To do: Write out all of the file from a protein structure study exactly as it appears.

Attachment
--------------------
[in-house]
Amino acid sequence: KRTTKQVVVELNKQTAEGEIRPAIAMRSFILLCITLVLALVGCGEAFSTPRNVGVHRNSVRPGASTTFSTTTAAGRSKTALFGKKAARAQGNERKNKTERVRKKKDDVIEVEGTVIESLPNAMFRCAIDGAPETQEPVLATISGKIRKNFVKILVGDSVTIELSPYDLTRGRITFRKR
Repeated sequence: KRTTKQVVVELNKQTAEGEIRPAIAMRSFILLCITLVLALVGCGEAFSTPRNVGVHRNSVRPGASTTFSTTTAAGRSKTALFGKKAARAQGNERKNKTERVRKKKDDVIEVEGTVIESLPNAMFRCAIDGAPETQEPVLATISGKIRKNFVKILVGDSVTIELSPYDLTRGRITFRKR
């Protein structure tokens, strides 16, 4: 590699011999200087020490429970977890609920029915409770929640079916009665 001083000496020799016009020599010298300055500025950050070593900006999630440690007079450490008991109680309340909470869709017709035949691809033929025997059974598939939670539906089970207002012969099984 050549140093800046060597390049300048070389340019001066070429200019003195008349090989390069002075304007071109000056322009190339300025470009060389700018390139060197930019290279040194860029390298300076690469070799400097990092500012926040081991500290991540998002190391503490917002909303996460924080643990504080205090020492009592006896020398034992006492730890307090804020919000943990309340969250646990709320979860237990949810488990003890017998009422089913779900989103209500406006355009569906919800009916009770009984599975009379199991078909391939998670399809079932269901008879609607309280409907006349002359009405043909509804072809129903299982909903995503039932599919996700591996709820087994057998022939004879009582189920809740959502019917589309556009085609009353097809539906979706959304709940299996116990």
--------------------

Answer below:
[in-house]
Amino acid sequence: KRTTKQVVVELNKQTAEGEIRPAIAMRSFILLCITLVLALVGCGEAFSTPRNVGVHRNSVRPGASTTFSTTTAAGRSKTALFGKKAARAQGNERKNKTERVRKKKDDVIEVEGTVIESLPNAMFRCAIDGAPETQEPVLATISGKIRKNFVKILVGDSVTIELSPYDLTRGRITFRKR
Repeated sequence: KRTTKQVVVELNKQTAEGEIRPAIAMRSFILLCITLVLALVGCGEAFSTPRNVGVHRNSVRPGASTTFSTTTAAGRSKTALFGKKAARAQGNERKNKTERVRKKKDDVIEVEGTVIESLPNAMFRCAIDGAPETQEPVLATISGKIRKNFVKILVGDSVTIELSPYDLTRGRITFRKR
């Protein structure tokens, strides 16, 4: 590699011999200087020490429970977890609920029915409770929640079916009665 001083000496020799016009020599010298300055500025950050070593900006999630440690007079450490008991109680309340909470869709017709035949691809033929025997059974598939939670539906089970207002012969099984 050549140093800046060597390049300048070389340019001066070429200019003195008349090989390069002075304007071109000056322009190339300025470009060389700018390139060197930019290279040194860029390298300076690469070799400097990092500012926040081991500290991540998002190391503490917002909303996460924080643990504080205090020492009592006896020398034992006492730890307090804020919000943990309340969250646990709320979860237990949810488990003890017998009422089913779900989103209500406006355009569906919800009916009770009984599975009379199991078909391939998670399809079932269901008879609607309280409907006349002359009405043909509804072809129903299982909903995503039932599919996700591996709820087994057998022939004879009582189920809740959502019917589309556009085609009353097809539906979706959304709940299996116990």